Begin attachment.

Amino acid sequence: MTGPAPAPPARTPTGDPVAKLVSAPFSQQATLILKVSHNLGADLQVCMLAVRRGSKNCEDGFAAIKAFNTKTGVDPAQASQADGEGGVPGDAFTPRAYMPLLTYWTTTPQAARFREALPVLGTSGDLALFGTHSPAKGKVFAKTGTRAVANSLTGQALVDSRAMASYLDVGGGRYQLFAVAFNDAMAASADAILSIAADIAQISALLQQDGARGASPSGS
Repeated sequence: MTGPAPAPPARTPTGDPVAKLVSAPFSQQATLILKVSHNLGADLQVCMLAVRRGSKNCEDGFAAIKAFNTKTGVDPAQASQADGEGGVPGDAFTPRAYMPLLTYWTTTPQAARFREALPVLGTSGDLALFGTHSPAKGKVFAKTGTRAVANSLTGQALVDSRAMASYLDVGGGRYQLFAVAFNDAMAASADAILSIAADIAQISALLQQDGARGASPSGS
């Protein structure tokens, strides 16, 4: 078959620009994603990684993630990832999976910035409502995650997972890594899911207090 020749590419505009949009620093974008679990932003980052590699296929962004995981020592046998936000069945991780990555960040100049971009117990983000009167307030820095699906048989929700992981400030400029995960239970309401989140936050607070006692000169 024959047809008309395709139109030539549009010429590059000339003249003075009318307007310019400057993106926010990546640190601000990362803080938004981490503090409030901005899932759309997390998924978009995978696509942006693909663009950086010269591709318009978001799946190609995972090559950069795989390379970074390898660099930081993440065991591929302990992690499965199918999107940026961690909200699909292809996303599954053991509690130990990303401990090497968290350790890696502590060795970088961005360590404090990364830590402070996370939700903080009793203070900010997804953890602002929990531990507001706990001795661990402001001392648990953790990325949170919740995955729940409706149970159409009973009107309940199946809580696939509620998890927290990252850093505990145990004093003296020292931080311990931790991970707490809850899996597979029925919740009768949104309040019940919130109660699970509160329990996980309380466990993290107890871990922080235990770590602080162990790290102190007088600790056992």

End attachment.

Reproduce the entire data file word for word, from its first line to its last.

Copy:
Amino acid sequence: MTGPAPAPPARTPTGDPVAKLVSAPFSQQATLILKVSHNLGADLQVCMLAVRRGSKNCEDGFAAIKAFNTKTGVDPAQASQADGEGGVPGDAFTPRAYMPLLTYWTTTPQAARFREALPVLGTSGDLALFGTHSPAKGKVFAKTGTRAVANSLTGQALVDSRAMASYLDVGGGRYQLFAVAFNDAMAASADAILSIAADIAQISALLQQDGARGASPSGS
Repeated sequence: MTGPAPAPPARTPTGDPVAKLVSAPFSQQATLILKVSHNLGADLQVCMLAVRRGSKNCEDGFAAIKAFNTKTGVDPAQASQADGEGGVPGDAFTPRAYMPLLTYWTTTPQAARFREALPVLGTSGDLALFGTHSPAKGKVFAKTGTRAVANSLTGQALVDSRAMASYLDVGGGRYQLFAVAFNDAMAASADAILSIAADIAQISALLQQDGARGASPSGS
């Protein structure tokens, strides 16, 4: 078959620009994603990684993630990832999976910035409502995650997972890594899911207090 020749590419505009949009620093974008679990932003980052590699296929962004995981020592046998936000069945991780990555960040100049971009117990983000009167307030820095699906048989929700992981400030400029995960239970309401989140936050607070006692000169 024959047809008309395709139109030539549009010429590059000339003249003075009318307007310019400057993106926010990546640190601000990362803080938004981490503090409030901005899932759309997390998924978009995978696509942006693909663009950086010269591709318009978001799946190609995972090559950069795989390379970074390898660099930081993440065991591929302990992690499965199918999107940026961690909200699909292809996303599954053991509690130990990303401990090497968290350790890696502590060795970088961005360590404090990364830590402070996370939700903080009793203070900010997804953890602002929990531990507001706990001795661990402001001392648990953790990325949170919740995955729940409706149970159409009973009107309940199946809580696939509620998890927290990252850093505990145990004093003296020292931080311990931790991970707490809850899996597979029925919740009768949104309040019940919130109660699970509160329990996980309380466990993290107890871990922080235990770590602080162990790290102190007088600790056992």